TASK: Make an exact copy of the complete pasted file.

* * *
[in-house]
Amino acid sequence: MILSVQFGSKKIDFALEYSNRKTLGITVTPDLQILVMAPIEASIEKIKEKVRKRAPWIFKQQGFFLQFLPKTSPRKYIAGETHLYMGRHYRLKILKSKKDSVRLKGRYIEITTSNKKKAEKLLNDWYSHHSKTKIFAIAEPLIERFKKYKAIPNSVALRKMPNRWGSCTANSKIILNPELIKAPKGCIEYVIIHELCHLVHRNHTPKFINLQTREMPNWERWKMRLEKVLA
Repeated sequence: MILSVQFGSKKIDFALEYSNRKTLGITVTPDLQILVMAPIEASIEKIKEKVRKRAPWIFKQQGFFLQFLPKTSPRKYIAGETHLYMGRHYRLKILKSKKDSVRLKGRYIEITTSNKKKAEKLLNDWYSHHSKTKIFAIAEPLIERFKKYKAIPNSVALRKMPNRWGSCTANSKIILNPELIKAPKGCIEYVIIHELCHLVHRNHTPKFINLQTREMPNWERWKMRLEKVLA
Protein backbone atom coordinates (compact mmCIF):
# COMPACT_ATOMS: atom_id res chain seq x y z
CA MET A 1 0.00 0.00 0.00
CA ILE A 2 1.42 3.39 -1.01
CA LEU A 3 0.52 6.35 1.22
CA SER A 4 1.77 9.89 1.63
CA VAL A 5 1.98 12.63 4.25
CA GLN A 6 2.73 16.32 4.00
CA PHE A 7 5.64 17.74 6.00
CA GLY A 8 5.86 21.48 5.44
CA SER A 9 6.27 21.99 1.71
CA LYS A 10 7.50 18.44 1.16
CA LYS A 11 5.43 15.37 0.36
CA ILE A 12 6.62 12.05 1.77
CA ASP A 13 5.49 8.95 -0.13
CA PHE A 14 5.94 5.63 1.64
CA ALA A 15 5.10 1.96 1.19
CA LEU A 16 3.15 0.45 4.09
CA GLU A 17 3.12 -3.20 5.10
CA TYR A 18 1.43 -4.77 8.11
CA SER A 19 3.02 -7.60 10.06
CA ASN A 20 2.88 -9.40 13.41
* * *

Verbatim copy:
[in-house]
Amino acid sequence: MILSVQFGSKKIDFALEYSNRKTLGITVTPDLQILVMAPIEASIEKIKEKVRKRAPWIFKQQGFFLQFLPKTSPRKYIAGETHLYMGRHYRLKILKSKKDSVRLKGRYIEITTSNKKKAEKLLNDWYSHHSKTKIFAIAEPLIERFKKYKAIPNSVALRKMPNRWGSCTANSKIILNPELIKAPKGCIEYVIIHELCHLVHRNHTPKFINLQTREMPNWERWKMRLEKVLA
Repeated sequence: MILSVQFGSKKIDFALEYSNRKTLGITVTPDLQILVMAPIEASIEKIKEKVRKRAPWIFKQQGFFLQFLPKTSPRKYIAGETHLYMGRHYRLKILKSKKDSVRLKGRYIEITTSNKKKAEKLLNDWYSHHSKTKIFAIAEPLIERFKKYKAIPNSVALRKMPNRWGSCTANSKIILNPELIKAPKGCIEYVIIHELCHLVHRNHTPKFINLQTREMPNWERWKMRLEKVLA
Protein backbone atom coordinates (compact mmCIF):
# COMPACT_ATOMS: atom_id res chain seq x y z
CA MET A 1 0.00 0.00 0.00
CA ILE A 2 1.42 3.39 -1.01
CA LEU A 3 0.52 6.35 1.22
CA SER A 4 1.77 9.89 1.63
CA VAL A 5 1.98 12.63 4.25
CA GLN A 6 2.73 16.32 4.00
CA PHE A 7 5.64 17.74 6.00
CA GLY A 8 5.86 21.48 5.44
CA SER A 9 6.27 21.99 1.71
CA LYS A 10 7.50 18.44 1.16
CA LYS A 11 5.43 15.37 0.36
CA ILE A 12 6.62 12.05 1.77
CA ASP A 13 5.49 8.95 -0.13
CA PHE A 14 5.94 5.63 1.64
CA ALA A 15 5.10 1.96 1.19
CA LEU A 16 3.15 0.45 4.09
CA GLU A 17 3.12 -3.20 5.10
CA TYR A 18 1.43 -4.77 8.11
CA SER A 19 3.02 -7.60 10.06
CA ASN A 20 2.88 -9.40 13.41